“Barton writes with the pacing, plotting and richly drawn characters of the best English dramas on PBS’ Masterpiece Mystery. Cue this one up.”--Minneapolis Star Tribune
“A cleverly crafted puzzle that has emotional heft and social commentary as well as an intriguing web of mysteries.”--St. Louis Post-Dispatch
“[A] compulsive mystery that will have you pushing your bedtime, promising to read just one more chapter.”--E! Online
"Local Gone Missing follows a variety of residents in the tiny English seaside town, from an inquisitive cleaning lady with a dark past to vacationers with a secret agenda. It all comes to a head during a musical festival that ends with dual overdoses, a possible murder and a host of spilled secrets. New York Times bestselling author Fiona Barton spins a tangled web of dirty money, bloodshed and deceit. Though Local Gone Missing’s plot is wonderfully twisty with a surprising and satisfying conclusion, it’s the characters who stand out. Foremost among them is the compelling and well-drawn Elise, who’s struggling to adjust to life back on the force after returning from medical leave. Thanks to Barton’s airtight plotting and impeccable characterization, a minibreak by the sea will never seem relaxing again."--BookPage
“A captivating read. A first-grade suspense novel and highly recommended….Barton demonstrates, one more time, why she is considered a master of the craft.”--Mystery Tribune
I love a murder mystery and police procedural, especially with female detectives. In Local Gone Missing we get just that – we follow Detective Elise King who is recovering from an illness in small town of Ebbing. Hoping to keep things low key, she is drawn to an investigation when a well-known local goes missing, after a very controversial music festival takes place in town. With the help of her house cleaner Dee Eastwood and amateur sleuth Ronnie, she helps with the investigation.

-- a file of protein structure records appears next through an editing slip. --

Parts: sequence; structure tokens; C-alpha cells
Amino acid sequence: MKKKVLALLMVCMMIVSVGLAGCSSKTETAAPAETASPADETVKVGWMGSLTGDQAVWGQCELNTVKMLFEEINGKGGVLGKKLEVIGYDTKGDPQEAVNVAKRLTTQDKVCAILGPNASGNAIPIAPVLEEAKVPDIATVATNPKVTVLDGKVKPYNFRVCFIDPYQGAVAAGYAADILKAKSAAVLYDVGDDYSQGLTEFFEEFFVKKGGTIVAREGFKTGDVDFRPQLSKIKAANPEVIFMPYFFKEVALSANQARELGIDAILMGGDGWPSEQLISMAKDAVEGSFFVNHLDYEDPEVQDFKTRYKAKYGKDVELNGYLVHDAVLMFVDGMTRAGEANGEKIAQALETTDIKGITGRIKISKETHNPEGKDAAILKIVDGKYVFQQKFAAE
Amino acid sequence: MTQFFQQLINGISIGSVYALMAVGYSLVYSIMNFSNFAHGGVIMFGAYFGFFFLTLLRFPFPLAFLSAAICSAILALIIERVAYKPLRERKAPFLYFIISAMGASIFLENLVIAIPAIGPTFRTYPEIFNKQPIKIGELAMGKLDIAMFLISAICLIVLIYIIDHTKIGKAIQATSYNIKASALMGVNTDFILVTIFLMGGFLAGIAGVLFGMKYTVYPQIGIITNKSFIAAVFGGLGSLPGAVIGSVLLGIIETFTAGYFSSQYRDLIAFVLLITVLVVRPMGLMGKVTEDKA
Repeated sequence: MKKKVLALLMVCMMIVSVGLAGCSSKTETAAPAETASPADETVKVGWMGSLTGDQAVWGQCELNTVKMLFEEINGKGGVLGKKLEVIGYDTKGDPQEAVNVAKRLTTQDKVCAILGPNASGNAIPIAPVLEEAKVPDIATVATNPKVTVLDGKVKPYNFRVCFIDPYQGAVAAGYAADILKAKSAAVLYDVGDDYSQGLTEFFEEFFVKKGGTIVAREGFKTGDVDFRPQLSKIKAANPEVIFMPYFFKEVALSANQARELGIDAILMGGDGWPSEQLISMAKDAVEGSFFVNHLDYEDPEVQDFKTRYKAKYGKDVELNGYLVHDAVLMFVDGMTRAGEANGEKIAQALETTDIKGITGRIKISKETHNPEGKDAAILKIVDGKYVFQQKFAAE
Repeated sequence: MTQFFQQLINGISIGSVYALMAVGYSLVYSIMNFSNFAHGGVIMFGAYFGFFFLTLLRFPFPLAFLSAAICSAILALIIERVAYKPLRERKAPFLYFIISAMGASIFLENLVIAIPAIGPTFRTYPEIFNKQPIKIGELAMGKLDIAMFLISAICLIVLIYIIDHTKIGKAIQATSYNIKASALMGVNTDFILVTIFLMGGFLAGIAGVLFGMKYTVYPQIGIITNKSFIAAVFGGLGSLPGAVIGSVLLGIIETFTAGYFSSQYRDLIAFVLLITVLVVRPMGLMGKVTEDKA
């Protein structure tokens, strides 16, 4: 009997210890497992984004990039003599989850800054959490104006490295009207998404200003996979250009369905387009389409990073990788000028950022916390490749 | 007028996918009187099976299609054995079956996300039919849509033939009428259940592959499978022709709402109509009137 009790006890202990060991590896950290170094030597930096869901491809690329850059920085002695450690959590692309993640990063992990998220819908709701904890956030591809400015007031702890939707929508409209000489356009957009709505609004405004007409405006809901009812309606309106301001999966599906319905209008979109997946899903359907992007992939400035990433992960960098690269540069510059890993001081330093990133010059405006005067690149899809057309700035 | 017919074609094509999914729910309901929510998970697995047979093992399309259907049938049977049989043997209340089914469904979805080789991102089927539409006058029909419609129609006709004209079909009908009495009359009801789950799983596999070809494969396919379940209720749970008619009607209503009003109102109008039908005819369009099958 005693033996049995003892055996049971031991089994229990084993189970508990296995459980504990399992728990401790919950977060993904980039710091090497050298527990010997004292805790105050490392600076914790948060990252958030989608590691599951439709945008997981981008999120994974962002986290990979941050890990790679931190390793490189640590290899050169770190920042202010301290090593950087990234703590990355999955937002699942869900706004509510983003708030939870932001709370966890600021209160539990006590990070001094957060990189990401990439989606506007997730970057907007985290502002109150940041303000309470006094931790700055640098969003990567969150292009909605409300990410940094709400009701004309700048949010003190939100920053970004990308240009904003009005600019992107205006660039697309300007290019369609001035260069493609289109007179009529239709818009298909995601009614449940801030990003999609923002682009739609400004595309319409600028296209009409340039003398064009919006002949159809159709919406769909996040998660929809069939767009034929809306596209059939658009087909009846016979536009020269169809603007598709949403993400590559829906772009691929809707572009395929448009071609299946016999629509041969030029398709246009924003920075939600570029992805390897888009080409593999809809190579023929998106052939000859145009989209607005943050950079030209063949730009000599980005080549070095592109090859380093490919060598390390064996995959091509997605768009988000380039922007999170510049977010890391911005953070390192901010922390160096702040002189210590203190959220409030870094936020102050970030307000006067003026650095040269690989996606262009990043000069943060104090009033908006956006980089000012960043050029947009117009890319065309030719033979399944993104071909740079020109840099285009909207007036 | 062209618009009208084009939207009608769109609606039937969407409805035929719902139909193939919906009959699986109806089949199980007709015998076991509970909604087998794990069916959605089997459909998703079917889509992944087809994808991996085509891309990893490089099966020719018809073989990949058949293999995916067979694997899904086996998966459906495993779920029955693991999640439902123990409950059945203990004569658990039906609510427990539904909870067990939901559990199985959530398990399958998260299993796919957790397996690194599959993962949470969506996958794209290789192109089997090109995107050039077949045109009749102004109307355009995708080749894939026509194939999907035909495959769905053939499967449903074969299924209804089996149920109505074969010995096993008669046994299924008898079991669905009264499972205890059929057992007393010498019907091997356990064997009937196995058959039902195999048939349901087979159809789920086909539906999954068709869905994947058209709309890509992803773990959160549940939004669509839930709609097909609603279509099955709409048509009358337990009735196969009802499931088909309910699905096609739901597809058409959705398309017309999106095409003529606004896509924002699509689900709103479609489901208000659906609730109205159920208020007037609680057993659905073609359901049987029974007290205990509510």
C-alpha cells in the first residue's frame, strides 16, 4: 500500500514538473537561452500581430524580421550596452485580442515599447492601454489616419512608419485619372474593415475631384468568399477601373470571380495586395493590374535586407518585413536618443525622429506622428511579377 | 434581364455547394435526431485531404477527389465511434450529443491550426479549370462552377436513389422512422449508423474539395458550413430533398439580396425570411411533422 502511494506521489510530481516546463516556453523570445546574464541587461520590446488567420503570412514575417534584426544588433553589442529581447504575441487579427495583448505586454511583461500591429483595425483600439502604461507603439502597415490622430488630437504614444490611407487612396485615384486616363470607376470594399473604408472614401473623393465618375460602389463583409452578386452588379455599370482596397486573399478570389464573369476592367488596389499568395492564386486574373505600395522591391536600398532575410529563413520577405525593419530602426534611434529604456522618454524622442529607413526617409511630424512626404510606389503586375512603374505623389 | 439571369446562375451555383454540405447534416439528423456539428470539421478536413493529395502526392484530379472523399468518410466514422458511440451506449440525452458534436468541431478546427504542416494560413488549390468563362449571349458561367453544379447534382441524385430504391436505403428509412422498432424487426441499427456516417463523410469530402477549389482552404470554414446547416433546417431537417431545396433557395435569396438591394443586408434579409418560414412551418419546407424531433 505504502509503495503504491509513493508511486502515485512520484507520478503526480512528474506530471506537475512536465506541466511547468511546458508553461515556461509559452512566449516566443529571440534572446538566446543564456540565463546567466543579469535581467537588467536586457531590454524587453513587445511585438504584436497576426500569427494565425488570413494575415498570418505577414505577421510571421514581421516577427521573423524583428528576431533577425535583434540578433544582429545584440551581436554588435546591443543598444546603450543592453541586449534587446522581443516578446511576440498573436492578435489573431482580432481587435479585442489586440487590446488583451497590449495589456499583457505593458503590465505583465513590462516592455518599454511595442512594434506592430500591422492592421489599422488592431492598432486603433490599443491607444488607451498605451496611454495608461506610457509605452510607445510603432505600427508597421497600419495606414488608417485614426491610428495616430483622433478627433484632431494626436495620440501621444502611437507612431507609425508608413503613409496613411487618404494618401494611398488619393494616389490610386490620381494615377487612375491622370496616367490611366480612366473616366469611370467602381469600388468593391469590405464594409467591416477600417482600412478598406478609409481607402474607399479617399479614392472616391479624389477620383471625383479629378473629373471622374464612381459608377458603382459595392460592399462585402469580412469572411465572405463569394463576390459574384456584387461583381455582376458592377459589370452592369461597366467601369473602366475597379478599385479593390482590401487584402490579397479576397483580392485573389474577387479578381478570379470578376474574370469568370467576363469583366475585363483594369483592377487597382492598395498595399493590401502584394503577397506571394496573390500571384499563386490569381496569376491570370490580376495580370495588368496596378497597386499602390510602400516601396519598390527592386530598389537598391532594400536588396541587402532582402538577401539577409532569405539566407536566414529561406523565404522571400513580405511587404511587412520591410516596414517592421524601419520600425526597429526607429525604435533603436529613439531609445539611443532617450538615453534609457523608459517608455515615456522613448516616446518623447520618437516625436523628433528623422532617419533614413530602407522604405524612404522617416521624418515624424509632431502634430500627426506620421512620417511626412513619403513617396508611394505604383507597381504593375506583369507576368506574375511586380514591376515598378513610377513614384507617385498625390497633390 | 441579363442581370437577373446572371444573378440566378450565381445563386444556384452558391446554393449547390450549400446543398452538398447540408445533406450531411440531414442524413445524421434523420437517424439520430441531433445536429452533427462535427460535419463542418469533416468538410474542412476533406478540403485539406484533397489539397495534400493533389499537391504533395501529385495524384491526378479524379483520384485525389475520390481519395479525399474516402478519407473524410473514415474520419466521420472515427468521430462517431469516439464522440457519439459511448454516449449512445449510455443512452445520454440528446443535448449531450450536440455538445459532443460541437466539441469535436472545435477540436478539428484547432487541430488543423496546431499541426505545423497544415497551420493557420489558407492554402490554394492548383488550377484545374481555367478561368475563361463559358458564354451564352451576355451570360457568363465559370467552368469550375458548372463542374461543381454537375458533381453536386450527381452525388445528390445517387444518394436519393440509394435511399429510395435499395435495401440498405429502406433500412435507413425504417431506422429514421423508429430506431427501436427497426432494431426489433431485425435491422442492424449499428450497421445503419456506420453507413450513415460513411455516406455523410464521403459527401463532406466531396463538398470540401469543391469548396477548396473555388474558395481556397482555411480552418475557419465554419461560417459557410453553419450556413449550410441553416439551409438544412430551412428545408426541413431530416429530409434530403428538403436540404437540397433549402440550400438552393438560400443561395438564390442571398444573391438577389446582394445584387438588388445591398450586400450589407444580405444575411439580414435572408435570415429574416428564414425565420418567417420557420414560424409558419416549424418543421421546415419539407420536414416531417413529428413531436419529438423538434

I enjoyed the writing with its intricately weaved plot and sub plots. I enjoyed reading about multiple point of views and timelines, as well as some red herring thrown in that adds to the twists of the story, this was a fun read for me.
Part cozy, part police procedural, but wholly entertaining, I enjoyed Local Gone Missing a lot.
Thank you @Berkleypub for the gifted book - review is voluntary and my opinions.
Fiona Barton's debut, The Widow, was a Sunday Times and New York Times bestseller and has been published in 36 countries and optioned for television. Her second novel, The Child, was a Sunday Times bestseller. Born in Cambridge, Fiona currently lives in Sussex and south-west France.
Previously, she was a senior writer at the Daily Mail, news editor at the Daily Telegraph, and chief reporter at the Mail on Sunday, where she won Reporter of the Year at the British Press Awards.
While working as a journalist, Fiona reported on many high-profile criminal cases and she developed a fascination with watching those involved, their body language and verbal tics. Fiona interviewed people at the heart of these crimes, from the guilty to their families, as well as those on the periphery, and found it was those just outside the spotlight who interested her most . . .